If public recognition is going to continue being the primary reward of public science, then academia needs to be seen to punish plagiarism:Students should be thrown out, staff should be sacked, and qualifications revoked. Unfortunately public flogging is seen as old fashioned these days, and I can’t imagine masses of students being thrown out for cheating. The alternative, however, is far more radical: a move towards the wikification of science, and the loss of public recognition for the individual. Personally I am not convinced that academics would do half as much work if you took vanity out of the equation.
Finally the UK launch date of the Eee 901 was announced yesterday: 1st July, £319. Curiously yesterday was the date that RM had said they would deliver my girlfriend’s Eee 900 order, so I am pleased we canceled it as the quick launch of the Eee 901 would have definitely put a downer on the day.
The quick launch has also probably saved Asus one sale, as I had started to look at some of the numerous other mini-laptops available:
Acer’s Aspire One
Dell’s Mini Inspiron
MSI Wind Notebook
Without getting to spend a week with each of the laptops, it is difficult to see how people will choose between the options that are now available. The biggest concern with mini laptops is generally the keyboard, but you can’t really tell which you will prefer from reading the laptops spec online.
Update: 25/06/08 Eee 901 finally available to order
I am unashamedly addicted to Google Analytics. If I am not looking at the number of visitors, I am investigating where they are coming from, and for Webometric Thoughts, many of them are coming from Google Images. I have had visits from 53 different country-specific Google Image search engines, and a little probing finds it is probably driven (bizarrely) by photos of me in different t-shirts! Whilst I found I am the top result for both‘blog t shirt’ and ‘qr t shirt’ (as well as appearing in the results for similar queries), I was surprised to find that other people have used my image on their blogs!
Along with the rest of the blogosphere, my blog does occasionally use other people’s images to illustrate a point. Personally I am never sure whether it is better to embed the image, thus using the other person’s bandwidth, or to copy the photo to my server. Whilst embedding the photo is less likely to be a breach of copyright, copying the photo seems to be the politer option.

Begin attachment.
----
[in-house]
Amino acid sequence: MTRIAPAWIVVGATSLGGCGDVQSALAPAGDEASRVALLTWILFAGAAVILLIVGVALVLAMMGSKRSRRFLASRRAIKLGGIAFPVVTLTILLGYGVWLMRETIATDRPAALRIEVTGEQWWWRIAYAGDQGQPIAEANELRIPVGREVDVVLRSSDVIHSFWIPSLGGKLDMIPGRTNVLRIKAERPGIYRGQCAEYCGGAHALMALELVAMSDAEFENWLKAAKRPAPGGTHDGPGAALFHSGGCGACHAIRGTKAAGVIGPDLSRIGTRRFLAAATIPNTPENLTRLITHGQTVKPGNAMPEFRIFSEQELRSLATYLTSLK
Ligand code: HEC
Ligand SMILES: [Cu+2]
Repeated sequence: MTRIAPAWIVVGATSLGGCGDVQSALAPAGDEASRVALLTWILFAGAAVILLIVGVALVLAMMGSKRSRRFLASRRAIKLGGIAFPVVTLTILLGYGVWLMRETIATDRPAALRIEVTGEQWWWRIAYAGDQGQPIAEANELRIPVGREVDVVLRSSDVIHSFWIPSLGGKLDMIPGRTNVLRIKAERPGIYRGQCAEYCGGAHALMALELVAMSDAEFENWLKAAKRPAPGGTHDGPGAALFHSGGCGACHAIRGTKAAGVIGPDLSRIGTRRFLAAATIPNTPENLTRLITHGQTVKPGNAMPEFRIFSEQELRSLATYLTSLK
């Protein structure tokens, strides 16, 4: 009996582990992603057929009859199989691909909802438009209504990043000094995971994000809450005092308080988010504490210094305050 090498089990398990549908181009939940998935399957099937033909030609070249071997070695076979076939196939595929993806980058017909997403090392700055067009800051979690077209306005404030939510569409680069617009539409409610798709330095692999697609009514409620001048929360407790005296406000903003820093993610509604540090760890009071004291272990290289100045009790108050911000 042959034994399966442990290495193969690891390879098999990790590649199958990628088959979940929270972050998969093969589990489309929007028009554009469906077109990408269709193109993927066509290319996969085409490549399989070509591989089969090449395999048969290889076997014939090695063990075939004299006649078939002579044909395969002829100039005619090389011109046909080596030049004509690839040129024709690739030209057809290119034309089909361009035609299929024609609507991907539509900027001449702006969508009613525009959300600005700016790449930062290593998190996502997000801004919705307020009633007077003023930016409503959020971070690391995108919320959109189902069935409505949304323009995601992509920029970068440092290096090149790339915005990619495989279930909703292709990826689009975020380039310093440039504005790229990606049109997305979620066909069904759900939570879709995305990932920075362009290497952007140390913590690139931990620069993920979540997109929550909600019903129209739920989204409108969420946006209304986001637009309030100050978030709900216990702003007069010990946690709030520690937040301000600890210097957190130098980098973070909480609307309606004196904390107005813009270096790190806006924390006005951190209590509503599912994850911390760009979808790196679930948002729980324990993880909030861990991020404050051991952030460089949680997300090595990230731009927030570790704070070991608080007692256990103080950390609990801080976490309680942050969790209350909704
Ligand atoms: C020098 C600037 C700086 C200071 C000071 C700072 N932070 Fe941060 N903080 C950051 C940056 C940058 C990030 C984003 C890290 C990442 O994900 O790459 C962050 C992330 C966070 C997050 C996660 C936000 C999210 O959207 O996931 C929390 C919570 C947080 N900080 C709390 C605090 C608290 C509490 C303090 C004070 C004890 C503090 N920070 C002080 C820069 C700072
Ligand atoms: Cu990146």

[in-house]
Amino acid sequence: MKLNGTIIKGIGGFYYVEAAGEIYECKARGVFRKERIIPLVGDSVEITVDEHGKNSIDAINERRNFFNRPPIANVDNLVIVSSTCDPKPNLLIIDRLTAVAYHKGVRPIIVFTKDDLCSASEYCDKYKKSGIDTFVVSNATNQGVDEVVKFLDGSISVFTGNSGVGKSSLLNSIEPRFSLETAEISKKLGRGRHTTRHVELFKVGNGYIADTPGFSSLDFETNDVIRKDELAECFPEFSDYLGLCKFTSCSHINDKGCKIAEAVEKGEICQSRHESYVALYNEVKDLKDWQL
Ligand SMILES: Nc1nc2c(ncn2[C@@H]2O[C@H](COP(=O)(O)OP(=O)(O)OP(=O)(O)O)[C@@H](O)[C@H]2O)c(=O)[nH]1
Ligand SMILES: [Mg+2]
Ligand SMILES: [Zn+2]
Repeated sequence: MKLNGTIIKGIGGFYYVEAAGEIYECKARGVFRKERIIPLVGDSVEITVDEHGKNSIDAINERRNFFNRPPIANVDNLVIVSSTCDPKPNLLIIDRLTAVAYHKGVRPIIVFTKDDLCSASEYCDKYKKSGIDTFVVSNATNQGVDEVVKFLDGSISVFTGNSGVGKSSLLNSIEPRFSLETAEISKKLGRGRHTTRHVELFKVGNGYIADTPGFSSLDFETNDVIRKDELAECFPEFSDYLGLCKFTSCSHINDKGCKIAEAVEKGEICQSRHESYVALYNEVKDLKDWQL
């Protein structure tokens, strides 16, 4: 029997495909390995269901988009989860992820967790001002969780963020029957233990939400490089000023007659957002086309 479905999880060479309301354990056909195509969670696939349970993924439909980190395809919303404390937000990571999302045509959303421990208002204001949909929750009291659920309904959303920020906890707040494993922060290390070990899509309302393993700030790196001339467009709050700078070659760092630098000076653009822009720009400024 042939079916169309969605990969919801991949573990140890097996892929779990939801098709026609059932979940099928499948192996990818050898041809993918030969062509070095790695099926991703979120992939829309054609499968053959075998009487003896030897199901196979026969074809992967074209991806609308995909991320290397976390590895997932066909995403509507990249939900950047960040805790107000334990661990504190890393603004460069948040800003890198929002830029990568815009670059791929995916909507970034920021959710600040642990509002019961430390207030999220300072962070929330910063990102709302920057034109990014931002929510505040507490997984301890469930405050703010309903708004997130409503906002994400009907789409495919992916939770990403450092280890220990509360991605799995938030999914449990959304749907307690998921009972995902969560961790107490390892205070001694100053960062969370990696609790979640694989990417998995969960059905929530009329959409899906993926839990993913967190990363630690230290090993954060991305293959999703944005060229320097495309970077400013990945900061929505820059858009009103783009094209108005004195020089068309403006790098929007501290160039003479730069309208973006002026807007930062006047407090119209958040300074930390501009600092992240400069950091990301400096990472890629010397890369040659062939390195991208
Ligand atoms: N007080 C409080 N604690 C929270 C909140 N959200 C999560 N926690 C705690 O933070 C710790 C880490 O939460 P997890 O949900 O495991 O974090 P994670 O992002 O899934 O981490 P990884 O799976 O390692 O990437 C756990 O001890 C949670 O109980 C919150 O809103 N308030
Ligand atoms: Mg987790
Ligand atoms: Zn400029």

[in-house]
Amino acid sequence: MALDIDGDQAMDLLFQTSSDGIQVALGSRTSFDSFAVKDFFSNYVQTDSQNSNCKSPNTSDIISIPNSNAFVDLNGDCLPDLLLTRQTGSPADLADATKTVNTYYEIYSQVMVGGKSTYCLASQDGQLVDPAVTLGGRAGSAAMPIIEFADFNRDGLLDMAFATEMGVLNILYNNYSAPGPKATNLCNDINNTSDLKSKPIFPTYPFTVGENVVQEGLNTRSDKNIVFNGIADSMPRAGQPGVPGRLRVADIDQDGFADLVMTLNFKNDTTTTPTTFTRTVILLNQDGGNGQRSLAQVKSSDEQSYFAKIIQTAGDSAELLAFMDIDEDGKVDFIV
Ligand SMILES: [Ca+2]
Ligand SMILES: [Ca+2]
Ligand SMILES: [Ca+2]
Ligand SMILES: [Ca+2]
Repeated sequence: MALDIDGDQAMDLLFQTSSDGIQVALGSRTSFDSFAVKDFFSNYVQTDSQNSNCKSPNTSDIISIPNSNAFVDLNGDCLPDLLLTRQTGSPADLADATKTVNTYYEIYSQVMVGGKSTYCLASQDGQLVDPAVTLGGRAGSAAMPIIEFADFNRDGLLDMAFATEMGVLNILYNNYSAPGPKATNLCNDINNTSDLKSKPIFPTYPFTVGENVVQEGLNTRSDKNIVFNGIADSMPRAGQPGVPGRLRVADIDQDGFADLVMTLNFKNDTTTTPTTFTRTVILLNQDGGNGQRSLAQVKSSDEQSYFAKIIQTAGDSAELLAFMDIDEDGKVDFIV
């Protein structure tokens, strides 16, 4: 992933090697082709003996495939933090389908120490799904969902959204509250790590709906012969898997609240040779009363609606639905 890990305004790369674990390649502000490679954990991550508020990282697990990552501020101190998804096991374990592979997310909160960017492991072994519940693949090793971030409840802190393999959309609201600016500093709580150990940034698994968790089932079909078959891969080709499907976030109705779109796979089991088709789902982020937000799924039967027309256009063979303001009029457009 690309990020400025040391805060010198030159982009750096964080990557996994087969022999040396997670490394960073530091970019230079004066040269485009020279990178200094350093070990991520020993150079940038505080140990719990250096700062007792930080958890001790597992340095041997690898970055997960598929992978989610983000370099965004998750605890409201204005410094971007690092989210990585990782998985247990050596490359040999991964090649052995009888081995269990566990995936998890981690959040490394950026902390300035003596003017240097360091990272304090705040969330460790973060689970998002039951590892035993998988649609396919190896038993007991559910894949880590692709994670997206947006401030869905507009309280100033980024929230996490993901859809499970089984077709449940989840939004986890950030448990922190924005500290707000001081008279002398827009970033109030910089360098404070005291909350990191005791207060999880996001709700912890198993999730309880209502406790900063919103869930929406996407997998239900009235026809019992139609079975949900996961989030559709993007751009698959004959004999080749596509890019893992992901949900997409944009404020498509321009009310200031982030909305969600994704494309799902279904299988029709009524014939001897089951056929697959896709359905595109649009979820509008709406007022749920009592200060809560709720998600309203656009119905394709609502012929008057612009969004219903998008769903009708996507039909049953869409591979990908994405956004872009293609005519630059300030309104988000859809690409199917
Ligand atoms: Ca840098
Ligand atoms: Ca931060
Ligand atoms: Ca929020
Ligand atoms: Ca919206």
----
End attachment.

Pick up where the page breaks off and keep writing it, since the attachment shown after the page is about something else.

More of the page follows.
But really people, are photos of me really the best illustration you can find??
When I started ‘Webometric Thoughts’, almost ten months ago, there was a lot of talk about the death of the blogosphere in favour of the newer (and shinier) social networks and microblogging. Hitwise figures, however, show that far from dead traffic to blogs and personal websites is at an all time high (in the UK at least): Blogs and personal websites account for 1.19% of all UK traffic.
The new high is particularly impressive as it shows traffic to blogs and personal web sites rebounding from a dramatic fall during the first three quarters of 2007, from just over 0.8% of the traffic in January down to just over 0.4% of the traffic in August. It was August that I started to blog, and the blogosphere was unsurprisingly discussing its own demise.
Whilst the blogosphere has weathered the storm of social networks, and is in a stronger position to weather the possible coming storm of microblogging (if Twitter ever gets its act together), the statistics give no insights into why there has been an increase. Have blogs and personal web sites responded to falling traffic by improving the quality of their sites? Is it a greater emphasis on blogs by the big players (e.g., Windows Live Spaces & MySpace Blog)? Or is it all the result of small changes in the Google algorithm promoting the heavily interlinked blogs?
Whatever the reason, blogs and web sites will need to improve if the recent traffic increases are to continue, probably including aspects of social networks and microblogging, as well as technologies not yet thought of. Hopefully, however, blogs will continue to be primarily independent affairs that are not too reliant on the whims of the big organisations.
I am currently in the middle of reading David Crystal’s (2006) ‘Language and the Internet’, an interesting book that, when it started mentioning style guides, got me wondering about whether style guides could be used to determine whether the UK web space was politically on the left, or on the right. The leading broadsheets from both sides of the political debate have publicly available style guides (i.e., The Telegraph and The Guardian), and the differences could be used for the basis of such a linguistic-webometric investigation.
My personal favourite style guide section is The Telegraph’s Banned Words. Whilst the banning of terms such as ‘Europhobe’ have obvious political motivations, you have to wonder whether it was really necessary to explicitly ban referring to ‘perverted Scout leaders’ (Whilst Google Trends does not show the phrase to be endemic, that may be because of the Telegraph’s quick action). It is interesting to note, however, that despite the Telegraph’s authoritarian values, they seem seem to be very lax with their own language, the supposedly banned ‘mass exodus’ was used only a few days ago. Surely there will be letters to the editor!
Unfortunately these days search engines try to be helpful, and ignore many of the differences. For example, ‘Yahoo’ and ‘Yahoo!’ are both treated as the same, when any fool would know that the exclamation mark reflects the searching for more conservative opinions on the search engine. It would be nice to be able to turn a search engine’s ‘helpful’ features off occasionally.